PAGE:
Some special mention should go out to “Illumination Theory” too, without a doubt one of the stronger twenty plus minute numbers I’ve ever had the pleasure of listening to. What’s particularly great about it is that it’s relatively easy to follow and grasp. The individual parts feel distinct, and the bridging string section is nothing short of moving. LaBrie is really on the money here too, playing to his strengths as a singer and delivering one of his finest performances in years.
Speaking of fine performances, it’s great to hear Mike Mangini fully integrated into the writing process, and it shows. I’d say this is their most air drum-worthy release since Awake. His performance is intense to say the least; incredible fills, energetic double kick flurries, and of course some damn catchy beats. The enigmatic John Myung compliments Mangini in the rhythm department, and boy does he make his presence felt here. I’ve lost count of how much air-bass I’ve done to this album, and in places his tone and performance take a lot from Geddy Lee, which had me smiling from ear to ear. He also contributes the lyrics to “Surrender To Reason” which is great, as I’ve always been a big fan of the songs he’s penned.
For the rest of the band it’s largely business as usual: John Petrucci and Jordan Rudess have pretty much stepped into the ring-leader position vacated by Portnoy, and it’s great to see them putting in both humble and honest performances. Rudess is surprisingly restrained throughout the album, and whilst his skill is intimidating as ever, I feel he utilizes his talents to the flow and benefit of the songs, as opposed to anything excessive. I feel Petrucci’s riffs draw a lot of inspiration from that of the earlier Dream Theater albums, and I’d definitely say he puts forth one of his more riff oriented approaches here on their eponymous album. His lead guitars are decidedly more memorable this time around too, doing a great job of conveying emotion. This is particularly true in “Illumination Theory”, where he delivers a thoroughly stirring solo towards the end.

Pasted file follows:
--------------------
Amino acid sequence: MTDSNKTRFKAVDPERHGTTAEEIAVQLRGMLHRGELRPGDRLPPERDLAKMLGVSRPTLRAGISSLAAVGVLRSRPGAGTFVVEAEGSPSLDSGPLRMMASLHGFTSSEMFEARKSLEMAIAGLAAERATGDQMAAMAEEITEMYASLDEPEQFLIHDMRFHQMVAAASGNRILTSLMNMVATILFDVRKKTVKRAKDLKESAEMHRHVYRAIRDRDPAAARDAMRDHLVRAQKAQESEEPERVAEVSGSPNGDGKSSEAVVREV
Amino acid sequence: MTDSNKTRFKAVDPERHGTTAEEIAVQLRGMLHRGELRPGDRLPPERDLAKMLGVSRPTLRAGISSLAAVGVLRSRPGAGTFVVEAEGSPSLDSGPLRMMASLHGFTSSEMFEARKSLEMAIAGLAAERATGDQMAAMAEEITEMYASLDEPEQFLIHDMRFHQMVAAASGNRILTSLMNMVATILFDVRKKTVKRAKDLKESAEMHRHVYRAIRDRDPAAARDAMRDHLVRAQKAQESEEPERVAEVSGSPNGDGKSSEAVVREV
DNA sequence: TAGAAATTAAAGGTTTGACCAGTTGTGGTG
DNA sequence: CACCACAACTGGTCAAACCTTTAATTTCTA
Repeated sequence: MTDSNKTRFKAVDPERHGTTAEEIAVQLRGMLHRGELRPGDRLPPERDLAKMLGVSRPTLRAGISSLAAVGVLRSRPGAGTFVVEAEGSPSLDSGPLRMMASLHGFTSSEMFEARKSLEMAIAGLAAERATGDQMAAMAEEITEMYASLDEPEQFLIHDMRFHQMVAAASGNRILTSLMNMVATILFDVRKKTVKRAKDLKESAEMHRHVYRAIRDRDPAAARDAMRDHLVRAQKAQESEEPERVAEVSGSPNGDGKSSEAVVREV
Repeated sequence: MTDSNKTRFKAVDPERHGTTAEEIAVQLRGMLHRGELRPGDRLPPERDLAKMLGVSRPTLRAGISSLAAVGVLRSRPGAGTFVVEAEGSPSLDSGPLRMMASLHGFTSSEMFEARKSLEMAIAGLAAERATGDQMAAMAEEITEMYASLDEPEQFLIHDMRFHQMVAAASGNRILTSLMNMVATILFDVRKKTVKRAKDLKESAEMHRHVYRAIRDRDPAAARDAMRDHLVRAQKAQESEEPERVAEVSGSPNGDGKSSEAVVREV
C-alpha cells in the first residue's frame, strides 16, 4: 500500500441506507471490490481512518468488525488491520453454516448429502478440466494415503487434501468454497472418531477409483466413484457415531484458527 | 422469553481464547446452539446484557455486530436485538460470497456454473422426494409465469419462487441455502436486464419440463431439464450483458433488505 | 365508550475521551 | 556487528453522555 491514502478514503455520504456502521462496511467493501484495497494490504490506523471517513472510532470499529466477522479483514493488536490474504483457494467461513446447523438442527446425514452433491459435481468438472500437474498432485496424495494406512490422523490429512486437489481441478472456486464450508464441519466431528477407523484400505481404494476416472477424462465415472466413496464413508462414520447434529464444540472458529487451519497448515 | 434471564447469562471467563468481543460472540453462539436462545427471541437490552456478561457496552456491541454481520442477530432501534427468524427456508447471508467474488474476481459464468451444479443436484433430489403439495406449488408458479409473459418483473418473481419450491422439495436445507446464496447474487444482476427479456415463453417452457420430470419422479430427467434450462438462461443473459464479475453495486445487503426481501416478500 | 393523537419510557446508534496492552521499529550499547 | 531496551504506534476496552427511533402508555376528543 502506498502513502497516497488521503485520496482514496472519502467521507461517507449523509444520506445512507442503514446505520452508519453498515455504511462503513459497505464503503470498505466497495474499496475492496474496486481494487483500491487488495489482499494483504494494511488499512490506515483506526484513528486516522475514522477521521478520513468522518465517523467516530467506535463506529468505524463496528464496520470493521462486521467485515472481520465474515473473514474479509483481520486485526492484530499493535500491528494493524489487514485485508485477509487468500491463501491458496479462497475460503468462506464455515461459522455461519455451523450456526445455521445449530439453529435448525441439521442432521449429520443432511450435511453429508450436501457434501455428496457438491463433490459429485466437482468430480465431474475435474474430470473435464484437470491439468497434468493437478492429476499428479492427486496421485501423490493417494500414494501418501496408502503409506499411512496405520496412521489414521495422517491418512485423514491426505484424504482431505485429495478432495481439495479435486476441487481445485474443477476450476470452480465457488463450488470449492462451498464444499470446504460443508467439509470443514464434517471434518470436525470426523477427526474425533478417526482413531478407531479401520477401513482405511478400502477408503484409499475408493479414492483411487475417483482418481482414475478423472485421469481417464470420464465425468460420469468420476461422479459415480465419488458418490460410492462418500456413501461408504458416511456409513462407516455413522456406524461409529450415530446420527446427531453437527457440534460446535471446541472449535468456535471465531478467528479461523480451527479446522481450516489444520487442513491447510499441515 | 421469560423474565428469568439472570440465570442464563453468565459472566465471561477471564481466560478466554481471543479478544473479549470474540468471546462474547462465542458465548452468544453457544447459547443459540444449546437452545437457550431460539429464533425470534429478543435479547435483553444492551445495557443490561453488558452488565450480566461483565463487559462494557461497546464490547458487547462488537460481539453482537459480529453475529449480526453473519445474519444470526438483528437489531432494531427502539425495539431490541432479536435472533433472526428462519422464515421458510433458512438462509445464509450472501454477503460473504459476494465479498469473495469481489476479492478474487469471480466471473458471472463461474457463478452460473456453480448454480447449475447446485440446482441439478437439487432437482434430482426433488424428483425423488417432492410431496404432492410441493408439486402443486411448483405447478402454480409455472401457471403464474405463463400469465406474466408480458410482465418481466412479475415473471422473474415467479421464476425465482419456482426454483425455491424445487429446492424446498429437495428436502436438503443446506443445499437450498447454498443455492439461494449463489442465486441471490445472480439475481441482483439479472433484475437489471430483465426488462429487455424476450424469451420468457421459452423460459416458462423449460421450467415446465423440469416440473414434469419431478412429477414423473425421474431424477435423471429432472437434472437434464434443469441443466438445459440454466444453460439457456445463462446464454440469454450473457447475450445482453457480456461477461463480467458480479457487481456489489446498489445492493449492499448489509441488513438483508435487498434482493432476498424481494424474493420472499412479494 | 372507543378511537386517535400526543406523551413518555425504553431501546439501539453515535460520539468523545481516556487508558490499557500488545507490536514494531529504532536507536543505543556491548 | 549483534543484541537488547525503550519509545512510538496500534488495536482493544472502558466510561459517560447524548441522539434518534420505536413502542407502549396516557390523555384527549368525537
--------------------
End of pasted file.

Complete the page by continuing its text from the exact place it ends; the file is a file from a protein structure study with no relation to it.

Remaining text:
With fantastic sound and some of the finest songs the band has penned in years, I feel Dream Theater is an incredibly strong release, and likely the biggest candidate for prog album of the year. Just when I thought they couldn’t get any better, they throw the gauntlet down yet again. To me, Dream Theater feels like the start of a new era for the band, a proud “this is who we are” kind of album, which I hope will serve as the foundation for furthering their style and sound. An all-encompassing look at Dream Theater, served up in a deliciously neat package, this one comes highly recommended.
4.5 // 5